Made-in-India combo of Cobra, Lethal Weapon, and... Cop Rock! And layer heavily with the John Woo film of your choice. Some terrorists are running rampant, blowing things up (with some of the craziest, most extreme explosions you've ever seen - Bollywood has some ace pyro guys) and a police commissioner nearing retirement is getting fed up with them. So he gets saddled with loose cannon Sunny Deol, a guy who bears a vague resemblance to Sylvester Stallone and who sports a comb-over hairstyle even though he's not going bald. Sunny is ultra-tough and doesn't play around with criminals; he just wades in with a .45 in each hand and guns them all down... stopping every once in a while for the prerequisite Bollywood song-and-dance numbers, or to munch carrots. Sunny is so tough and cool that it's hilarious already, always blowing things up and not even flinching when they go off - smirking, in fact. He steals lines from Cobra ("Crime is the disease for which I am the cure!") and stunts from Lethal Weapon (jumping off a building and taking a criminal with him... 'cept with Sunny there's no air bag waiting!) and he drives his partner insane... especially when he starts a whirlwind romance with the guy's daughter, and even ends up marrying her - which makes her a target for the killers. Then he kills the brother of a master terrorist and things intensify even more, with the terrorist enacting a relentless (and brilliant) campaign to discredit and disgrace Sunny and drive him insane before killing him. But making Sunny crazy and enraged might not really be such a brilliant idea, seeing as how he kills dozens of people even when he's calm and happy. In between the songs and stylish slam-bang mayhem, there's a parody of Who Wants To Be a Millionaire with kids winning Pepsis, and our hero bench-presses a bus! Oddly, people start spontaneously speaking English for a few sentences now and then, my favorite outburst of which is an impassioned "I... hate... your... FACE!" Unbelievable action epic with lots of violence and plot twists that don't stop. Granted, it's all so over-the-top that it's not anywhere near realistic, but so what - it's entertaining as hell! Check it out... all nearly 3 hours of it. -zwolf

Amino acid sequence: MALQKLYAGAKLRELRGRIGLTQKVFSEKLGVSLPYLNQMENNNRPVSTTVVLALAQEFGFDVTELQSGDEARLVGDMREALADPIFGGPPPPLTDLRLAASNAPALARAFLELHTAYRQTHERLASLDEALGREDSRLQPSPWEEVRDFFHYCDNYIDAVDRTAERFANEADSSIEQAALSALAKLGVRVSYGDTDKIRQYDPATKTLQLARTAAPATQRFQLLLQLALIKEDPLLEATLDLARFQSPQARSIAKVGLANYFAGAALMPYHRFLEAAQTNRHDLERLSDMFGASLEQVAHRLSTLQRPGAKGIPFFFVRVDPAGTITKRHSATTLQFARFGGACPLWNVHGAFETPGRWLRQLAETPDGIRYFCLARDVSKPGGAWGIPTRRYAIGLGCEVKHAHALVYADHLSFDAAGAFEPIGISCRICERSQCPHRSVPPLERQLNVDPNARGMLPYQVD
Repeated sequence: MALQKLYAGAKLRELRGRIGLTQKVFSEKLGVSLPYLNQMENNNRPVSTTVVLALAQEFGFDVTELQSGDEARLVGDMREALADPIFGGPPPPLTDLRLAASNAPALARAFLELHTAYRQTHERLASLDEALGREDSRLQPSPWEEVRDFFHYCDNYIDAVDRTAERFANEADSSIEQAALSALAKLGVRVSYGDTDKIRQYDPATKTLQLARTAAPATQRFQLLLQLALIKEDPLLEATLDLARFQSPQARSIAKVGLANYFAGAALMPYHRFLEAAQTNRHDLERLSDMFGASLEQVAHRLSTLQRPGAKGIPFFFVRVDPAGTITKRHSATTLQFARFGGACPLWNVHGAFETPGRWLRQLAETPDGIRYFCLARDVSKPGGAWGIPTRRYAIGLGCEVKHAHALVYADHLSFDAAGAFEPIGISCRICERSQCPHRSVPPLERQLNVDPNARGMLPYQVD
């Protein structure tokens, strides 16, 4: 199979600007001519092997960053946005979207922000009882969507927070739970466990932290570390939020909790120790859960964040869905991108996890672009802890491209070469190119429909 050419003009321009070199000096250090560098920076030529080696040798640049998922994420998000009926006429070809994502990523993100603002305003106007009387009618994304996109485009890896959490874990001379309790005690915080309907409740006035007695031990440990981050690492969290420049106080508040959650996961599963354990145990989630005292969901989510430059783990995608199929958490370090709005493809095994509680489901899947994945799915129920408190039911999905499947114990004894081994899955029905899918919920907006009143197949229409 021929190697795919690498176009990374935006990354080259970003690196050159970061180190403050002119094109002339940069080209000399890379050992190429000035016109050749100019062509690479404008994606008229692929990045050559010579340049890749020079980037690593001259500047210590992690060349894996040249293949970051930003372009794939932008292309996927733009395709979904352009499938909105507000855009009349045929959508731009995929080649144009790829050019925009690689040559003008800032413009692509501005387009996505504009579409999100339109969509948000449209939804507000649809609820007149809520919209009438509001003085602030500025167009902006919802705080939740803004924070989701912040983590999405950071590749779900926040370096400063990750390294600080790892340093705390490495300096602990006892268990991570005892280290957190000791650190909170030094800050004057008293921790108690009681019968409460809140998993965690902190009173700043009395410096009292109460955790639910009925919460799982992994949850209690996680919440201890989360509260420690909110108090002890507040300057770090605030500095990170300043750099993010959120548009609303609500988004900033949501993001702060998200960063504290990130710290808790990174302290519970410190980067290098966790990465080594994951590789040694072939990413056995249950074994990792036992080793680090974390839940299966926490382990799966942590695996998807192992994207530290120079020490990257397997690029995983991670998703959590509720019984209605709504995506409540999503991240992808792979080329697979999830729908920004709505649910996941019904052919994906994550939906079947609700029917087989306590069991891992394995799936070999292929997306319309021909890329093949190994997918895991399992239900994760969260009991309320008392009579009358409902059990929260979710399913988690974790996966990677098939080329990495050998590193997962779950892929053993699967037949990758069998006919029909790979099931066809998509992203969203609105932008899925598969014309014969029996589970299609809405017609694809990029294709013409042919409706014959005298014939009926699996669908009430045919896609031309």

Fascination (C, 1979)
From one of the opening images - a woman in a lacy white dress standing spotless in the middle of a blood-splattered slaughterhouse - you know you're in for something weird and artsy. But, what else would you expect from Jean Rollin? A runaway thief finds an ominous old castle to use as a hide out, and there he finds a pair of pretty lesbians who have fun teasing him. It soon becomes clear that something strange is going on and he's in over his head, but he can't leave because some other criminals whom he ripped off are outside gunning for him. The girls warn him to leave before dark, because some "guests" are coming. One of the girls goes out to deal with the criminals - she stabs one while having sex with him, then picks up a scythe and dispatches the others, like a combo reaper/angel of death. Then darkness falls and the guests - described as "death" - start arriving. They're a club of seductive women who worship Satan, drink blood, and tell the thief that at midnight they're going to ritually murder him and use him as a main course. He doesn't take them seriously and he's having a ball dancing and playing games with them, but then midnight comes.... Beautiful-looking film has more plot substance than most Rollin films, mainly because the sex (while still there in abundance) isn't the primary motivation for the film. Lots of nudity but pretty mild gore. Classy horror sleaze. -zwolf

Fast and the Furious (B&W, 1954)
John Ireland is a hood on the run after killing a trucker, and he kidnaps Dorothy Malone to go along for the ride because she has a fast car. She proves to be quite a handful, though, and gives him a lot of trouble. The cops are looking everywhere for him, so he figures out the only way to stay incognito is to join in a car race to Mexico. Meanwhile, he and Dorothy start to like each other. Fast-paced '50's drive-in fodder that was one of Roger Corman's first production jobs. Has absolutely nothing to do with the Vin Diesel movie of the same name. -zwolf

Fatal Needles Vs. Fatal Fists
(C, 1980)